I like your blog, your posts make a lot of sense. I've never heard of this Ruy Texiera guy, but thats probably because he was such a bad political predictor! You may find our political blog interesting, www.frustratedphilosophers.blogspot.com please visit it sometime. Keep up the great work, and God Bless America.

Posted by: Malebranche at June 8, 2005 06:21 PM

Poor guy! Not only is he the worst political predictor! BUT... He resembles the devil. Yikes!

Posted by: Zsa Zsa at June 8, 2005 06:25 PM

Is it possible for a Democratic majority to emerge, but one that doesn't vote at the same levels as the Republican electoral majority?

That's what I understand to be the case, at least that's what I deduce from polls where ADULTS favor Democrats more strongly than REGISTERED VOTERS.

Is there an alternate explanation for that phenomenon?

If not, I think Ruy Teixeira could be said to be half-right.

Posted by: Mick Wright at June 8, 2005 07:08 PM

DOh!...

Posted by: Homer at June 8, 2005 09:00 PM

Doh!

Posted by: Homer at June 8, 2005 09:07 PM

It's Pauline Kaehl syndrome.

Posted by: Dave Schuler at June 8, 2005 09:40 PM

Fanstastic post, Will!

Democratic Majority my A**!

Posted by: Jim Hoft at June 9, 2005 09:40 AM

Do you know what today is?...?

Posted by: Zsa Zsa at June 9, 2005 10:32 AM

Enjoy the blog, enjoyed the post, with one nitpick. In your census chart, I would note that California has not been a Red State for POTUS or Senate for quite some time. Without downloading the report, it looks like the colors are used to denote addition or loss of seats, but CA did not go for Bush in 2004 as your post states.

Posted by: Karl at June 9, 2005 12:17 PM

Actually, I didn't state that, but I guess I could have made the map more clear. Pink is +1, red is +3. Meanwhile, light blue is -1 and dark blue is -2. The color-coding has nothing to do with red states and blue states, otherwise Missouri and Iowa would also need changing.

Posted by: Will Franklin at June 9, 2005 12:21 PM

All Ruy needs is a set of horns! He is scarey looking!

Posted by: Zsa Zsa at June 9, 2005 07:54 PM

If you search Amazon, you can still find used copies of Lanny Davis' (yes, that Lanny Davis) 1974 opus, also entitled "The Emerging Democratic Majority". Davis got a little luckier on his timing due to Watergate, but long term he was just as wrong as Judis & Texeira. For Democrats the song is "Happy Days are (Almost) Here Again".

Posted by: Brainster at June 10, 2005 08:04 AM

Hi Will.

I was just thinking about the Emerging Democratic Majority, because I just read a post over on MyDD that was pretty much another "time is on our side" "it is inevitable" "they will be assimilated" rehash of the same old Teixeira stuff.

And to think there is a stud 1b by the same name.

One of the things that Teixeira missed is the upward mobility of minorities tends to make those groups more Republican over time. Hispanics still vote Democratic, but not by as much. Asians still vote Democratic, but that will change as well. Give it 10 more years and Democrats will be wondering how to win back Hawaii.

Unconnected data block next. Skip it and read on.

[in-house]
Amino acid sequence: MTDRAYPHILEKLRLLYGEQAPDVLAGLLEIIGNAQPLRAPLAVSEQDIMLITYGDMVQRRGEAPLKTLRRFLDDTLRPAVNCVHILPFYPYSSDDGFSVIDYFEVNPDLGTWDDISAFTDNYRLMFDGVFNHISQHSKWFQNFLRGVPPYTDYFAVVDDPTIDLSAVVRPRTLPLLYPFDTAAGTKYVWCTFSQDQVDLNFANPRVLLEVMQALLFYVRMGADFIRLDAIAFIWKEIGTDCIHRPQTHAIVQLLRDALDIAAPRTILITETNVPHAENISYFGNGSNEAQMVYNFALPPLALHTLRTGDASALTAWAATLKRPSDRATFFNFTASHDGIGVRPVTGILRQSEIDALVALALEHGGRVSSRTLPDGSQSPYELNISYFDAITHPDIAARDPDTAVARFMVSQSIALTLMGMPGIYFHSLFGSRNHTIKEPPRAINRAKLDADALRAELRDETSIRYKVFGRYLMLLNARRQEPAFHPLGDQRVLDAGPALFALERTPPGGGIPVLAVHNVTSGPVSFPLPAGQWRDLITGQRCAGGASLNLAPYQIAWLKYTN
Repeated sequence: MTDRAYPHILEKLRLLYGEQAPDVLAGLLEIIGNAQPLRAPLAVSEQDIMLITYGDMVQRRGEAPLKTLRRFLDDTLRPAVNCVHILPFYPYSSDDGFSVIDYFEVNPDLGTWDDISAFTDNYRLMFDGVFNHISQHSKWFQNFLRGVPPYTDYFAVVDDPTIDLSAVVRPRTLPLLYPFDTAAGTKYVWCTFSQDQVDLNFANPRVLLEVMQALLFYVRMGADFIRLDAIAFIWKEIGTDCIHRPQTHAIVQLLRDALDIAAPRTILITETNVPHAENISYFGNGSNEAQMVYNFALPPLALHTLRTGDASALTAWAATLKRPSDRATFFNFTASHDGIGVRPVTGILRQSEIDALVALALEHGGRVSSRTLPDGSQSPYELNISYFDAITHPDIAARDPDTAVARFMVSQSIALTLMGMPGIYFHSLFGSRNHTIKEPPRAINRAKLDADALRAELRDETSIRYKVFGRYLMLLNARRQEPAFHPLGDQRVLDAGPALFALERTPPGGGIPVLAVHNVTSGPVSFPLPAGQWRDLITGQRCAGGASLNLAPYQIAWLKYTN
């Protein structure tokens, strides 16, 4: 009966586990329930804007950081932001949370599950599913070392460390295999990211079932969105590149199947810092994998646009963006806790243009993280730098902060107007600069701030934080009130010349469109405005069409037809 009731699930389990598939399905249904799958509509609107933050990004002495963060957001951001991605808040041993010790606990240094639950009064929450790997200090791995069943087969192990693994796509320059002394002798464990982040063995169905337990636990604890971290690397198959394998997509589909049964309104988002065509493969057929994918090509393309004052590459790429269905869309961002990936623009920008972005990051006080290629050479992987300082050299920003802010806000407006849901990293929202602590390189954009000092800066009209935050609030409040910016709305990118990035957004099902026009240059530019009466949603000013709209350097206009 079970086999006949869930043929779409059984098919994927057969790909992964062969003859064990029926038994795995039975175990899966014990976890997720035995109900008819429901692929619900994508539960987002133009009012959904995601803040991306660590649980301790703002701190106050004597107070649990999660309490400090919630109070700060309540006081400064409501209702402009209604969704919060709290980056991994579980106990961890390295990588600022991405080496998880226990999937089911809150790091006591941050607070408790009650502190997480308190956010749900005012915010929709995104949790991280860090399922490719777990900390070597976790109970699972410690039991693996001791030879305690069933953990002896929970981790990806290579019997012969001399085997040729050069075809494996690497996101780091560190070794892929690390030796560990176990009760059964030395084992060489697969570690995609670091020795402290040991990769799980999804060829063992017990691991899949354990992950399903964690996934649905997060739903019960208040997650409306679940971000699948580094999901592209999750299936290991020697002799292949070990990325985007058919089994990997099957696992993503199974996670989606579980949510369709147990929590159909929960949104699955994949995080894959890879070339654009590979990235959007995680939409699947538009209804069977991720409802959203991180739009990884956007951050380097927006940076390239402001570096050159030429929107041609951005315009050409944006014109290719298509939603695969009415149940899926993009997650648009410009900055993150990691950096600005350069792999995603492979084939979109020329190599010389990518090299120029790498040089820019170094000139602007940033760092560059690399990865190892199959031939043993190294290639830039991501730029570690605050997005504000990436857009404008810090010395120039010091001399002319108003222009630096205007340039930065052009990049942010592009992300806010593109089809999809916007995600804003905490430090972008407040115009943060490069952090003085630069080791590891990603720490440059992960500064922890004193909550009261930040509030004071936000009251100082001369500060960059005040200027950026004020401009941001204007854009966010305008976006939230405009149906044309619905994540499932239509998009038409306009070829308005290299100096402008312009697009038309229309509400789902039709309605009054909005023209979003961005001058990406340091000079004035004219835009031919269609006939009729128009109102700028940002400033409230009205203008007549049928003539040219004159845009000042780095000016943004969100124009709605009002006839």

Sadly, we have not been able to break the hammerlock on blacks. But we will, I have no doubt.

MyDD's Bowers said that the end of "identity" will be when the Democrats triumph. Yet the only thing holding them together right now are racial divisions. When they evaporate, it is game over.

Posted by: Gerry at June 10, 2005 06:26 PM

The problem with the "Emerging Democratic Majority" theory is that, while the demographic shifts that Teixera points out are indeed occurring, Teixera is assuming that all of those rising demographic groups are prone to vote Democrat.

That is a faulty assumption.

The current version of the Democratic Party stands for nothing other than the notion that "Republicans are bad."

If Teixera is arguing that the dominant demographic groups of the next few decades will embrace the Clintonian center-left Democratic Party of the '90s, he may be less wrong, but that Democratic Party appears to have disappeared along with Clinton's presidency. The Dems are once again the party of northeastern liberalism.

To the contrary, let's look at the groups that will dominate America according to Teixera:

Latino voters: tend to be economically liberal and socially conservative

Urban and suburban professionals: tend to be economically conservative and socially liberal

African-Americans: liberal both economically and socially

If anything, these groups will be largely at odds with one another over policy. Teixera's utopian view of all of these demographic groups joining hands and going to the polls to throw those darned white male rednecks out of power is just wishful thinking.

That's not to say that Clinton-style centrism doesn't have a place in the politics of the next generation. A lot of Americans yearn for a more fiscally-responsible government that is socially less intrusive, and the GOP in DC appears able to deliver neither. Plus, lots of younger Americans trust government more and are more open to state roles in health care, education, etc. I think today's politics will certainly not be tomorrow's, but one thing is clear, whatever replaces the current GOP majority will NOT be the present-day version of the Democrats, which is largely a mixture of tired, old liberal ideologues from the '70s who still think they can reverse Reaganism combined with a clearinghouse of leftist interest groups.

Posted by: Matthew at June 11, 2005 07:24 PM